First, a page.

There is growing evidence that many childhood and adult diseases can be linked to environmental exposures during critically important stages of growth and development. Being born prematurely is a prime example of how the environment can adversely affect health later in life. Infants born prematurely have underdeveloped lungs that are not prepared to breath oxygen. They may also be exposed to excess oxygen used therapeutically to reduce tissue hypoxia and this can lead to bronchopulmonary dysplasia (BPD), a chronic lung disease seen in preterm infants needing supplemental oxygen. While many preterm infants eventually leave the hospital, they often suffer as children and adolescents from a variety of persistent pulmonary diseases (PPD), including reduced lung function and increased respiratory viral infections. Thus, there is an urgent need to understand how oxygen exposure at birth permanently disrupts lung development in preterm infants and how these persistent changes affect health and wellbeing later in life. To address this need, we developed a novel model by which mice are exposed to hyperoxia as neonates, recovered in room air, and then challenged with influenza A virus or bleomycin as adults. Analogous to children born prematurely, adult mice exposed to neonatal hyperoxia exhibit reduced lung function, mild alveolar simplification associated with reduced numbers of alveolar epithelial type II cells, learning deficits, and age- related hypertension. When infected with influenza A virus or administered bleomycin, adult mice exposed to neonatal hyperoxia displayed increased inflammation and fibrotic disease compared to siblings exposed to room air as neonates. While investigating how early-life oxygen exposure alters alveolar epithelial development, we discovered the oxygen environment at birth affects the expansion of type II cells. Relative to what is observed in room air, alveolar epithelial type II cell expansion is higher when mice are birthed into low (<17%) or high (e60%) oxygen. This implies type II cell proliferation occurs optimally under low oxygen tensions, such as in the fetus, is reduced when exposed to room air levels at birth, and increases again at high oxygen tensions. This increased number of type II cells is then excessively pruned when mice are returned to room air. Because type II cells play an important role in innate immunity and function as progenitor cells following epithelial injury, their depletion could be responsible for altering how the lung responds to alveolar epithelial injury. Here, we test the hypothesis that the oxygen environment at birth controls proper expansion of type II cells, which are necessary to protect the adult lung from alveolar epithelial injury. Understanding how the transition to the oxygen environment at birth controls proper expansion of alveolar epithelial type II cells is important because it could lead to new opportunities for identifying and treating children born prematurely who are at risk for PPD.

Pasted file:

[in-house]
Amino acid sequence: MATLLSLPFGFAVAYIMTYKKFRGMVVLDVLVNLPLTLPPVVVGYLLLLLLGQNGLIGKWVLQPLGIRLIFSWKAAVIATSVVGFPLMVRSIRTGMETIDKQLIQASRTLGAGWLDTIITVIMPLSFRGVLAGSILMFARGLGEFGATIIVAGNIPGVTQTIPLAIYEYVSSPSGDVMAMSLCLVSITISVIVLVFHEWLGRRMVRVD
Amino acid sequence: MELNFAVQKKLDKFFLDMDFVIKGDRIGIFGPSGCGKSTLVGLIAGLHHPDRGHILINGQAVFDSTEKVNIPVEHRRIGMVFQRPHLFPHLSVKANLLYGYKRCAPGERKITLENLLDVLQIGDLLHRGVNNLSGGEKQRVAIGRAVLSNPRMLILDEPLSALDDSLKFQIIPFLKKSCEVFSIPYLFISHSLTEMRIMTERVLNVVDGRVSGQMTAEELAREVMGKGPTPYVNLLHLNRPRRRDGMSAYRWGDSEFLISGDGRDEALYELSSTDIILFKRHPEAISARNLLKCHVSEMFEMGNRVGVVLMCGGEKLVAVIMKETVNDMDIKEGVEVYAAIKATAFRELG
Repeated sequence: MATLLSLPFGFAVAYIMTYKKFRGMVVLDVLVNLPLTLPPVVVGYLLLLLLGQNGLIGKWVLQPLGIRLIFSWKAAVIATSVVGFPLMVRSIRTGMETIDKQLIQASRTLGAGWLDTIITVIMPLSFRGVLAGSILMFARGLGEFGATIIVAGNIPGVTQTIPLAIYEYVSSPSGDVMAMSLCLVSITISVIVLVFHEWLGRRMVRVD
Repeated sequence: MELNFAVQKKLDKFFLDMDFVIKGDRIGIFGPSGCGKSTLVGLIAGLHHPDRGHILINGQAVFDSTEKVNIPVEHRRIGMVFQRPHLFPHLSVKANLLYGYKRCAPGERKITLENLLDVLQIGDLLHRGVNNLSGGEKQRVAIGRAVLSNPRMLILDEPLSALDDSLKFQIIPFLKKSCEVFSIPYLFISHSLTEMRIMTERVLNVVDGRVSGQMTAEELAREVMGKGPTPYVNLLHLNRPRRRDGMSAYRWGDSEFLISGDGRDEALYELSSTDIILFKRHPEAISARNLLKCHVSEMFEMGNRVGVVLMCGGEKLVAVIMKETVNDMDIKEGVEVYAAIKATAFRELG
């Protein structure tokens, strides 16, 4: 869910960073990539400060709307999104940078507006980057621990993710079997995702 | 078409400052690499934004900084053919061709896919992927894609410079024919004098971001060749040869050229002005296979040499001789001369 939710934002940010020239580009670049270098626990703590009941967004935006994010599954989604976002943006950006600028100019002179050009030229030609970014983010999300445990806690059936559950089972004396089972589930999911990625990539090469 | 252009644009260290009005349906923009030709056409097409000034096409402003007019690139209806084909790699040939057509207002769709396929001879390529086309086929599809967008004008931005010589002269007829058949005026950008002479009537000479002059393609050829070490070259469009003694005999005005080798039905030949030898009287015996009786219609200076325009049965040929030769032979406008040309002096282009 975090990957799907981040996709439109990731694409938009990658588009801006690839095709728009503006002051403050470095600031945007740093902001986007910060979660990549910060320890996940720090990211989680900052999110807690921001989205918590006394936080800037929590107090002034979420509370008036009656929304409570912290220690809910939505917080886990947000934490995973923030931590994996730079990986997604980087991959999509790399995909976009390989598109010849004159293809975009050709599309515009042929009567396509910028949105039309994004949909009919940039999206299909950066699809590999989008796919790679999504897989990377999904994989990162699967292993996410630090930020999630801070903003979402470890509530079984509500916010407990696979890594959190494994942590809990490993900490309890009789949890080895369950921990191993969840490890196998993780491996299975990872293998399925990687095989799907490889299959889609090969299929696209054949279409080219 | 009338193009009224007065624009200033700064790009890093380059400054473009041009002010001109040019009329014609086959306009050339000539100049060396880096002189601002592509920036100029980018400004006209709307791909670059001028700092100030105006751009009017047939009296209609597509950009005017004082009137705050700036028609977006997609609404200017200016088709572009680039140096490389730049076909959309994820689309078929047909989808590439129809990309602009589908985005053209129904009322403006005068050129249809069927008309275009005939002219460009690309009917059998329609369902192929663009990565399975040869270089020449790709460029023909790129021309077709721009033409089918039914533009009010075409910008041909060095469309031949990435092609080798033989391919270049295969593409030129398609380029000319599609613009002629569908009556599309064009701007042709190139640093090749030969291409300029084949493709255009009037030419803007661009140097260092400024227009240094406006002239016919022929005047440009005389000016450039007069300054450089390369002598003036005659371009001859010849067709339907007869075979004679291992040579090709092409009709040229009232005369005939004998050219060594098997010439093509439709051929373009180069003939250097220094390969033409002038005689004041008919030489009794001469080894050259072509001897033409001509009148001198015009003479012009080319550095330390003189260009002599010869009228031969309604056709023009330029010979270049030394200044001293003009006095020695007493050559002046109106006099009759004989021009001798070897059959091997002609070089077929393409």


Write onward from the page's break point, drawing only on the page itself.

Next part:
Public Health Relevance

Oxygen exposure in preterm infants has been associated with permanent changes in lung development and altered host response to respiratory viral infections later in life. Hence, understanding how the transition to an oxygen environment at birth affects alveolar epithelial cell development and provokes fibrotic lung disease in adult mice infected with influenza A virus or administered bleomycin could provide valuable insight into why children born prematurely are at risk for persistent pulmonary disease.

Agency
National Institute of Health (NIH)
Institute
National Heart, Lung, and Blood Institute (NHLBI)
Type
Research Project (R01)
Project #
2R01HL091968-05A1
Application #
8630581
Study Section
Lung Injury, Repair, and Remodeling Study Section (LIRR)
Program Officer
Lin, Sara
Project Start
2008-04-01
Project End
2018-01-31
Budget Start
2014-02-01
Budget End
2015-01-31
Support Year
5
Fiscal Year
2014
Total Cost
$345,375
Indirect Cost
$120,375
Name
University of Rochester
Department
Pediatrics
Type
Schools of Dentistry
DUNS #
041294109
City
Rochester
State
NY
Country
United States
Zip Code
14627
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Bhattacharya, Soumyaroop; Zhou, Zhongyang; Yee, Min et al. (2014) The genome-wide transcriptional response to neonatal hyperoxia identifies Ahr as a key regulator. Am J Physiol Lung Cell Mol Physiol 307:L516-23
Yee, Min; Buczynski, Bradley W; O'Reilly, Michael A (2014) Neonatal hyperoxia stimulates the expansion of alveolar epithelial type II cells. Am J Respir Cell Mol Biol 50:757-66
Yee, Min; Buczynski, Bradley W; Lawrence, B Paige et al. (2013) Neonatal hyperoxia increases sensitivity of adult mice to bleomycin-induced lung fibrosis. Am J Respir Cell Mol Biol 48:258-66
Zhao, Lan; Yee, Min; O'Reilly, Michael A (2013) Transdifferentiation of alveolar epithelial type II to type I cells is controlled by opposing TGF-* and BMP signaling. Am J Physiol Lung Cell Mol Physiol 305:L409-18
Buczynski, Bradley W; Maduekwe, Echezona T; O'Reilly, Michael A (2013) The role of hyperoxia in the pathogenesis of experimental BPD. Semin Perinatol 37:69-78
Buczynski, Bradley W; Yee, Min; Martin, Kyle C et al. (2013) Neonatal hyperoxia alters the host response to influenza A virus infection in adult mice through multiple pathways. Am J Physiol Lung Cell Mol Physiol 305:L282-90
Buczynski, Bradley W; Yee, Min; Paige Lawrence, B et al. (2012) Lung development and the host response to influenza A virus are altered by different doses of neonatal oxygen in mice. Am J Physiol Lung Cell Mol Physiol 302:L1078-87

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